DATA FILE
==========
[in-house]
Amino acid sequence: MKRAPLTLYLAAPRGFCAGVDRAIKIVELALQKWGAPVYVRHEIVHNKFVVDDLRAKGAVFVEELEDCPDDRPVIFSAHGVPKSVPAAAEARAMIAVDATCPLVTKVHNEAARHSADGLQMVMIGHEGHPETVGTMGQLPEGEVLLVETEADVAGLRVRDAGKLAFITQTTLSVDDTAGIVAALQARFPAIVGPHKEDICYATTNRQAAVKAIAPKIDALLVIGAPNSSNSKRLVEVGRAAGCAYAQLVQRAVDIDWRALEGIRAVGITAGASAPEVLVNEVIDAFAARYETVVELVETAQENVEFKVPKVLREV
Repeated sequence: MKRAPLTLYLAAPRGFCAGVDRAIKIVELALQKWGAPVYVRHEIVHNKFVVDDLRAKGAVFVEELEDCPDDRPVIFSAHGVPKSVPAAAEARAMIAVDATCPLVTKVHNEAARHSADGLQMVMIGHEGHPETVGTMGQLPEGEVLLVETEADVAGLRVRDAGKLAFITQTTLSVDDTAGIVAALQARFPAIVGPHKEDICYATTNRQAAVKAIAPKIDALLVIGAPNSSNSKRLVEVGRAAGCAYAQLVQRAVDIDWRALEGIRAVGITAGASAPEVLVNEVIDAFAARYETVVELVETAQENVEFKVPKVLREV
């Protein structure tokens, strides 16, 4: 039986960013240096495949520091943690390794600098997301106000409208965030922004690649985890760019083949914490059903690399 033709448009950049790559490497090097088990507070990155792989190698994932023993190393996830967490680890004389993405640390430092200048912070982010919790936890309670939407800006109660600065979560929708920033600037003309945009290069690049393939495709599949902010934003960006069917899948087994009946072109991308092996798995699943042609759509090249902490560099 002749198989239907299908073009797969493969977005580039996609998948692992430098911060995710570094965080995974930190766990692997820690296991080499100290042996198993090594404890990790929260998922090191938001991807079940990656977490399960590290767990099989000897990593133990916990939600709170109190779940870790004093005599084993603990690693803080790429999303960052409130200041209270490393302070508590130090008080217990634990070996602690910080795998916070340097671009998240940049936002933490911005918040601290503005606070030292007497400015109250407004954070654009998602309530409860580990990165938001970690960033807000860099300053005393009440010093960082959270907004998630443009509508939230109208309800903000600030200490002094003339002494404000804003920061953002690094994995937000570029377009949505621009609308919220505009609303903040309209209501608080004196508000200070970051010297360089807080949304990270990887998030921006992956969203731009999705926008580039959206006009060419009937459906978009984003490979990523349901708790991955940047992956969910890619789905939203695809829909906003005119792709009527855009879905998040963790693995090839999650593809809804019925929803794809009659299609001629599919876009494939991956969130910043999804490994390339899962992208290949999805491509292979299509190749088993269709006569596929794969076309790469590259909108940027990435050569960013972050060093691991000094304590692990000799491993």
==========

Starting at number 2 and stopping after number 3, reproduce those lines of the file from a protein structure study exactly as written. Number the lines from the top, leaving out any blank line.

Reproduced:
Amino acid sequence: MKRAPLTLYLAAPRGFCAGVDRAIKIVELALQKWGAPVYVRHEIVHNKFVVDDLRAKGAVFVEELEDCPDDRPVIFSAHGVPKSVPAAAEARAMIAVDATCPLVTKVHNEAARHSADGLQMVMIGHEGHPETVGTMGQLPEGEVLLVETEADVAGLRVRDAGKLAFITQTTLSVDDTAGIVAALQARFPAIVGPHKEDICYATTNRQAAVKAIAPKIDALLVIGAPNSSNSKRLVEVGRAAGCAYAQLVQRAVDIDWRALEGIRAVGITAGASAPEVLVNEVIDAFAARYETVVELVETAQENVEFKVPKVLREV
Repeated sequence: MKRAPLTLYLAAPRGFCAGVDRAIKIVELALQKWGAPVYVRHEIVHNKFVVDDLRAKGAVFVEELEDCPDDRPVIFSAHGVPKSVPAAAEARAMIAVDATCPLVTKVHNEAARHSADGLQMVMIGHEGHPETVGTMGQLPEGEVLLVETEADVAGLRVRDAGKLAFITQTTLSVDDTAGIVAALQARFPAIVGPHKEDICYATTNRQAAVKAIAPKIDALLVIGAPNSSNSKRLVEVGRAAGCAYAQLVQRAVDIDWRALEGIRAVGITAGASAPEVLVNEVIDAFAARYETVVELVETAQENVEFKVPKVLREV